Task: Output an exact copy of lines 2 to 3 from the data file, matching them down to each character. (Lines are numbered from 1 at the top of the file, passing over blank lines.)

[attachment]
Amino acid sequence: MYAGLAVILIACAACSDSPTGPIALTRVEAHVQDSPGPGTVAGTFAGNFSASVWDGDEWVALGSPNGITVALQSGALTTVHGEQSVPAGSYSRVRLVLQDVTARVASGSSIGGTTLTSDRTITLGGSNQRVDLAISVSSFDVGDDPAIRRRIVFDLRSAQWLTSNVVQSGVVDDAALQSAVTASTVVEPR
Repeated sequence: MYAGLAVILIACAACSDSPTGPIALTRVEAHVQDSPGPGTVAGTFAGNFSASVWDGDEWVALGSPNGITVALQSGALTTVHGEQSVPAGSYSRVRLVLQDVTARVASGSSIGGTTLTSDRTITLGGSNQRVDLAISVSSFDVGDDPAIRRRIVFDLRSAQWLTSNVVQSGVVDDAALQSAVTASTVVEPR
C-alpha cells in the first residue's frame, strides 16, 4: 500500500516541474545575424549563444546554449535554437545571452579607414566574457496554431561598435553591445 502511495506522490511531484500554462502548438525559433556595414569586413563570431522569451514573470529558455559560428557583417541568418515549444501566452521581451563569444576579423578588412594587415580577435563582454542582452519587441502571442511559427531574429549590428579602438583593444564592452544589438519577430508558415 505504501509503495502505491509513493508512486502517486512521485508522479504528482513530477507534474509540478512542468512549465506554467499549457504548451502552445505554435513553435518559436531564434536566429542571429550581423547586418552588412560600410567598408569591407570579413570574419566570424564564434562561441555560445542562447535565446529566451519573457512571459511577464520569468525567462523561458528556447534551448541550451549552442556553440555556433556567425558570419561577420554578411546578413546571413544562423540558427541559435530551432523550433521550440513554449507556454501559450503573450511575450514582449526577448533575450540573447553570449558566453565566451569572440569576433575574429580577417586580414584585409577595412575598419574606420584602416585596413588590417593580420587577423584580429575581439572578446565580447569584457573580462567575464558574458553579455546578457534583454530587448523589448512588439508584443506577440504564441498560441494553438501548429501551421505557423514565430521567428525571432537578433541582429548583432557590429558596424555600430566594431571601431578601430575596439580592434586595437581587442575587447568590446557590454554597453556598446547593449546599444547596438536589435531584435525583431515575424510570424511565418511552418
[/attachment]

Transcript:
Repeated sequence: MYAGLAVILIACAACSDSPTGPIALTRVEAHVQDSPGPGTVAGTFAGNFSASVWDGDEWVALGSPNGITVALQSGALTTVHGEQSVPAGSYSRVRLVLQDVTARVASGSSIGGTTLTSDRTITLGGSNQRVDLAISVSSFDVGDDPAIRRRIVFDLRSAQWLTSNVVQSGVVDDAALQSAVTASTVVEPR
C-alpha cells in the first residue's frame, strides 16, 4: 500500500516541474545575424549563444546554449535554437545571452579607414566574457496554431561598435553591445 502511495506522490511531484500554462502548438525559433556595414569586413563570431522569451514573470529558455559560428557583417541568418515549444501566452521581451563569444576579423578588412594587415580577435563582454542582452519587441502571442511559427531574429549590428579602438583593444564592452544589438519577430508558415 505504501509503495502505491509513493508512486502517486512521485508522479504528482513530477507534474509540478512542468512549465506554467499549457504548451502552445505554435513553435518559436531564434536566429542571429550581423547586418552588412560600410567598408569591407570579413570574419566570424564564434562561441555560445542562447535565446529566451519573457512571459511577464520569468525567462523561458528556447534551448541550451549552442556553440555556433556567425558570419561577420554578411546578413546571413544562423540558427541559435530551432523550433521550440513554449507556454501559450503573450511575450514582449526577448533575450540573447553570449558566453565566451569572440569576433575574429580577417586580414584585409577595412575598419574606420584602416585596413588590417593580420587577423584580429575581439572578446565580447569584457573580462567575464558574458553579455546578457534583454530587448523589448512588439508584443506577440504564441498560441494553438501548429501551421505557423514565430521567428525571432537578433541582429548583432557590429558596424555600430566594431571601431578601430575596439580592434586595437581587442575587447568590446557590454554597453556598446547593449546599444547596438536589435531584435525583431515575424510570424511565418511552418